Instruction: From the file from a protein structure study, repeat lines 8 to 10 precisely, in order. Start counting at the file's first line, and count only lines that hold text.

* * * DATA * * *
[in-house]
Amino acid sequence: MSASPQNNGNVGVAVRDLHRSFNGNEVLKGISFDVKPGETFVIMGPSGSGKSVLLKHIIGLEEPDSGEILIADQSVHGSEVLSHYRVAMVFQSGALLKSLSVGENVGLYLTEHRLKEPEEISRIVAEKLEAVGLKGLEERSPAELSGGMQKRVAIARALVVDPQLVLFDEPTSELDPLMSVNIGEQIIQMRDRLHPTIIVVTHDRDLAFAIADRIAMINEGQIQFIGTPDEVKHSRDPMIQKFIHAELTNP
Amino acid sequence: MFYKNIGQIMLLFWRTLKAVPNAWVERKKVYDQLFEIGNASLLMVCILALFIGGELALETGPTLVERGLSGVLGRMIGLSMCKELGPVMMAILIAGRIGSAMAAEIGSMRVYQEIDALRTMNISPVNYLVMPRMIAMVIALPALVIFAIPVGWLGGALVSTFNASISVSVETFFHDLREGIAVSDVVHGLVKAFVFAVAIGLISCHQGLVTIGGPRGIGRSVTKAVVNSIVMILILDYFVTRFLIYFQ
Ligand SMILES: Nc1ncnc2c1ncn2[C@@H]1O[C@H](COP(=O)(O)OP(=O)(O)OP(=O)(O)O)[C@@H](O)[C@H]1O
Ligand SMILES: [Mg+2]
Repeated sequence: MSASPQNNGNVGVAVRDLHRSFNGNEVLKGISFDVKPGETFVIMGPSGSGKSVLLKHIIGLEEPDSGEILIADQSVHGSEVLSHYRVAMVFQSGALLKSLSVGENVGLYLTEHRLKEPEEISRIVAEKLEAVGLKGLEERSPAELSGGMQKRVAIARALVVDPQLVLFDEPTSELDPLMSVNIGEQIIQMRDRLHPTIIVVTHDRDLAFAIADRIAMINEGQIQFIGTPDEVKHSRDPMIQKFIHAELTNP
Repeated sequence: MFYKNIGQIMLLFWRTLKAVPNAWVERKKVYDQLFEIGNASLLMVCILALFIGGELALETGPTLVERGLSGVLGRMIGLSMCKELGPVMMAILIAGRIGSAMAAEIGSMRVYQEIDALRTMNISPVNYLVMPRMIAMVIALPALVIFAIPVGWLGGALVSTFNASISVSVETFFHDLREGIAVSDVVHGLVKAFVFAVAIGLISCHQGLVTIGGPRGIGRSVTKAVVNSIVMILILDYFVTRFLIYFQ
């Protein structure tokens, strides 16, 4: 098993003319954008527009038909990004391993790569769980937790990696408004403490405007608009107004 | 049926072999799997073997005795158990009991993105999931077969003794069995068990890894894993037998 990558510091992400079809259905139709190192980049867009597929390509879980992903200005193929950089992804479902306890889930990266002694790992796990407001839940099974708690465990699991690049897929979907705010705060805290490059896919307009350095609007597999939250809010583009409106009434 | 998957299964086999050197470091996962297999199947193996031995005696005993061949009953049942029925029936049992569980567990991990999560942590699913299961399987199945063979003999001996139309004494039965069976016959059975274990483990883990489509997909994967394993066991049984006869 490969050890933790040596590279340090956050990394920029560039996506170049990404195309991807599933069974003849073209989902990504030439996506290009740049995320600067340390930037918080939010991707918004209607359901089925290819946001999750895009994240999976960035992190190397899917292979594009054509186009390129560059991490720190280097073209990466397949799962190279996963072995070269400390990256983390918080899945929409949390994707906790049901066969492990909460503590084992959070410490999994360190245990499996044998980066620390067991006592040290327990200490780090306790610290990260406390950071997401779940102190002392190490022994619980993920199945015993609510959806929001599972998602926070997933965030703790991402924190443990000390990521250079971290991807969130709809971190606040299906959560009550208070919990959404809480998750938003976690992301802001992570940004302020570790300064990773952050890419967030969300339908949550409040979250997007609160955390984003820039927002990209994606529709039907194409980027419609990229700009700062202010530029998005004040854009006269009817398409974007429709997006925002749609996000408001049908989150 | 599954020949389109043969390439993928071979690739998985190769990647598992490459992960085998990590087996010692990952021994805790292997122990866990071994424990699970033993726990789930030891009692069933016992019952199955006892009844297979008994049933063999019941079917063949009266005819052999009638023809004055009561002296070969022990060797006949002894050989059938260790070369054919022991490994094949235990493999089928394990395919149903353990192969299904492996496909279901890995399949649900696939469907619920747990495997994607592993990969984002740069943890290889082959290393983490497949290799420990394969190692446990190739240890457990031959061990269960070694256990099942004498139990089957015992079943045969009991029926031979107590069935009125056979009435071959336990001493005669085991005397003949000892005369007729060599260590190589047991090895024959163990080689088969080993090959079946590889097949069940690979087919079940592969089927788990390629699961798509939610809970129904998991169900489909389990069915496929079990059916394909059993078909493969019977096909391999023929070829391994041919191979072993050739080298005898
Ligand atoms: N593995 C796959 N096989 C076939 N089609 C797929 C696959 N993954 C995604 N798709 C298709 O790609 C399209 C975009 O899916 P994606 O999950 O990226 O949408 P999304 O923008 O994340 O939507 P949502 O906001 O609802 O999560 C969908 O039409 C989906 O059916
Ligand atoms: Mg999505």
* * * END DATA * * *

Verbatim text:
């Protein structure tokens, strides 16, 4: 098993003319954008527009038909990004391993790569769980937790990696408004403490405007608009107004 | 049926072999799997073997005795158990009991993105999931077969003794069995068990890894894993037998 990558510091992400079809259905139709190192980049867009597929390509879980992903200005193929950089992804479902306890889930990266002694790992796990407001839940099974708690465990699991690049897929979907705010705060805290490059896919307009350095609007597999939250809010583009409106009434 | 998957299964086999050197470091996962297999199947193996031995005696005993061949009953049942029925029936049992569980567990991990999560942590699913299961399987199945063979003999001996139309004494039965069976016959059975274990483990883990489509997909994967394993066991049984006869 490969050890933790040596590279340090956050990394920029560039996506170049990404195309991807599933069974003849073209989902990504030439996506290009740049995320600067340390930037918080939010991707918004209607359901089925290819946001999750895009994240999976960035992190190397899917292979594009054509186009390129560059991490720190280097073209990466397949799962190279996963072995070269400390990256983390918080899945929409949390994707906790049901066969492990909460503590084992959070410490999994360190245990499996044998980066620390067991006592040290327990200490780090306790610290990260406390950071997401779940102190002392190490022994619980993920199945015993609510959806929001599972998602926070997933965030703790991402924190443990000390990521250079971290991807969130709809971190606040299906959560009550208070919990959404809480998750938003976690992301802001992570940004302020570790300064990773952050890419967030969300339908949550409040979250997007609160955390984003820039927002990209994606529709039907194409980027419609990229700009700062202010530029998005004040854009006269009817398409974007429709997006925002749609996000408001049908989150 | 599954020949389109043969390439993928071979690739998985190769990647598992490459992960085998990590087996010692990952021994805790292997122990866990071994424990699970033993726990789930030891009692069933016992019952199955006892009844297979008994049933063999019941079917063949009266005819052999009638023809004055009561002296070969022990060797006949002894050989059938260790070369054919022991490994094949235990493999089928394990395919149903353990192969299904492996496909279901890995399949649900696939469907619920747990495997994607592993990969984002740069943890290889082959290393983490497949290799420990394969190692446990190739240890457990031959061990269960070694256990099942004498139990089957015992079943045969009991029926031979107590069935009125056979009435071959336990001493005669085991005397003949000892005369007729060599260590190589047991090895024959163990080689088969080993090959079946590889097949069940690979087919079940592969089927788990390629699961798509939610809970129904998991169900489909389990069915496929079990059916394909059993078909493969019977096909391999023929070829391994041919191979072993050739080298005898
Ligand atoms: N593995 C796959 N096989 C076939 N089609 C797929 C696959 N993954 C995604 N798709 C298709 O790609 C399209 C975009 O899916 P994606 O999950 O990226 O949408 P999304 O923008 O994340 O939507 P949502 O906001 O609802 O999560 C969908 O039409 C989906 O059916
Ligand atoms: Mg999505």